The existence will take years to recover from the coronavirus pandemic, the Organisation for Commercial Co-operation and Development has warned.
Angel Gurría, OECD secretary blended, said the economic shock was already bigger than the financial catastrophe.
He told the BBC it was “wishful thinking” to believe that countries would ricochet boundary back quickly.
The OECD has called on governments to rip up spending rules to secure speedy testing and treatment of the virus.
Mr Gurría said a recent omen that a serious outbreak could halve global growth to 1.5% already looked too bullish.
While the number of job losses and company failures remains uncertain, Mr Gurría voted countries would be dealing with the economic fallout “for years to premiere c end”.
He said many of the world’s biggest economies would fall into set-back in the coming months – defined as two consecutive quarters of economic decline.
“True level if you don’t get a worldwide recession, you’re going to get either no growth or negative growth in scads of the economies of the world, including some of the larger ones, and therefore you’re flourishing to get not only low growth this year, but also it’s going to take larger to pick up in the in the future,” he added.
Mr Gurría said the economic uncertainty fashioned by the virus outbreak meant economies were already suffering a bigger stupefy than during the September 11 terror attacks or the 2008 monetary crisis.
He said: “And the reason is that we don’t know how much it’s going to burlesque to fix the unemployment because we don’t know how many people are going to end up unemployed. We also don’t be acquainted with how much it’s going to take to fix the hundreds of thousands of small and medium darings who are already suffering.”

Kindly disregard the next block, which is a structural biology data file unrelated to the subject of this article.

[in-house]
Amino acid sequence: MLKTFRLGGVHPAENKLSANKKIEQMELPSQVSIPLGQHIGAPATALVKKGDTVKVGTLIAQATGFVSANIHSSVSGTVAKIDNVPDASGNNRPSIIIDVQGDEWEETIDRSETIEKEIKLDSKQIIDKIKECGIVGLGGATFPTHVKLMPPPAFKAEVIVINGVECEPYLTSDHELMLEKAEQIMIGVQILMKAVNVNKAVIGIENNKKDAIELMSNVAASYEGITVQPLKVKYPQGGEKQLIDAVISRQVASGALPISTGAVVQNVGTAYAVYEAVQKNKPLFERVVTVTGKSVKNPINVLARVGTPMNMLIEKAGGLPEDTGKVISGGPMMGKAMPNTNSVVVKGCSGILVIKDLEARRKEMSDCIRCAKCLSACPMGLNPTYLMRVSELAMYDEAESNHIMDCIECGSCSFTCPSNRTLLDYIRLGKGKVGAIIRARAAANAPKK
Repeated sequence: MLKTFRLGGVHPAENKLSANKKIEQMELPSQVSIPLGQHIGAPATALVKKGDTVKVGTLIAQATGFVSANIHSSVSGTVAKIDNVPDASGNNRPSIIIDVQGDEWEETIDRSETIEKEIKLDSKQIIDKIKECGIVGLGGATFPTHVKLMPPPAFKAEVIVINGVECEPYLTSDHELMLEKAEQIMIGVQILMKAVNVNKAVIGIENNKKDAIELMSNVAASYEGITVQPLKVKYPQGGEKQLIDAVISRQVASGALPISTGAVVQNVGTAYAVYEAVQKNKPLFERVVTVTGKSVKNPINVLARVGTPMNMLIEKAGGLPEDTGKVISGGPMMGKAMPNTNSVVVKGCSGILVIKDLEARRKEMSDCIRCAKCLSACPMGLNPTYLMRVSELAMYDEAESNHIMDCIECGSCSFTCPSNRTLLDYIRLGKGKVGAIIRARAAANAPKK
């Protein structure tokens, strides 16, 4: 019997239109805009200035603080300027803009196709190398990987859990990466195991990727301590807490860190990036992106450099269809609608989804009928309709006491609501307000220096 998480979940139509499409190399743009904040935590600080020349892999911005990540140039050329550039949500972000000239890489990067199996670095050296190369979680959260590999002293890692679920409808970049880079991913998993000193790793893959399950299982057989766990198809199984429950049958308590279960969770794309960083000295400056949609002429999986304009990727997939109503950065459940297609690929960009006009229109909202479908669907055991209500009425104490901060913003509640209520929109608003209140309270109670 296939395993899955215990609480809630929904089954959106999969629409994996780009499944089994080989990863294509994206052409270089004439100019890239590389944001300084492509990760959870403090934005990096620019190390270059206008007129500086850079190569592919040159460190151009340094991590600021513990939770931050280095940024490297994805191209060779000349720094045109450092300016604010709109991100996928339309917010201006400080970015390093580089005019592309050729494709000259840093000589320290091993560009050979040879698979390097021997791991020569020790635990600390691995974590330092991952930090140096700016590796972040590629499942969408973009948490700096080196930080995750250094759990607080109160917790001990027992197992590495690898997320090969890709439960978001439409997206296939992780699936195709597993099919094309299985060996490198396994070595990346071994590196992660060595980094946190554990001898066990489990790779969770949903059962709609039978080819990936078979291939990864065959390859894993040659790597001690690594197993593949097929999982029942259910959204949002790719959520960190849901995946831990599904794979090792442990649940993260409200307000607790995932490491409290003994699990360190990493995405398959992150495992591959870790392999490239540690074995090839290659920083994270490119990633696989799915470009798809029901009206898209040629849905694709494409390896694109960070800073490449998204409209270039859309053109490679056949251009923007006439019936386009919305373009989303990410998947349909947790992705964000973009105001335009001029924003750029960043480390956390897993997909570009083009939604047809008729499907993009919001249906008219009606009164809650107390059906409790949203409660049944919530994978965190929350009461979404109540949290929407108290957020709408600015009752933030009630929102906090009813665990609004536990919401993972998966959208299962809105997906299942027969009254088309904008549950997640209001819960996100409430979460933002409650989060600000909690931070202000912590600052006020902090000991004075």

Governments around the world have taken unprecedented vestiges to support workers and businesses during the outbreak.
Policymakers in the UK have pledged to pay the wages of workers unable to work due to the coronavirus pandemic.
Mr Gurría called on governments to rip up take rules and “throw everything we got at it” to deal with the crisis.
However, he put someone on noticed that bigger deficits and larger debt piles would also weigh on heavily liable countries for years to come.
No quick recovery
Mr Gurría said that upstanding weeks ago, policymakers from the G20 club of rich nations believed the restoration would take a ‘V’ shape – with a short, sharp drop in budgetary activity followed swiftly by a rebound in growth.
“It was already then mostly wishful thoughtful,” he said.
“I do not agree with the idea of a ‘V’ shaped phenomenon … Privilege now we know it’s not going to be a ‘V’. It’s going to be more in the best of cases like a ‘U’ with a fancy trench in the bottom before it gets to the recovery period. We can avoid it looking be an ‘L’, if we take the right decisions today.”
The OECD is calling for a four-pronged map to deal with the outbreak, including free virus testing, greater equipment for doctors and nurses, cash transfers to workers including the self-employed and tax payment fetes for businesses.
Mr Gurría compared the level of ambition to the Marshall Plan – which forbore to pay for the reconstruction of Europe after the Second World War.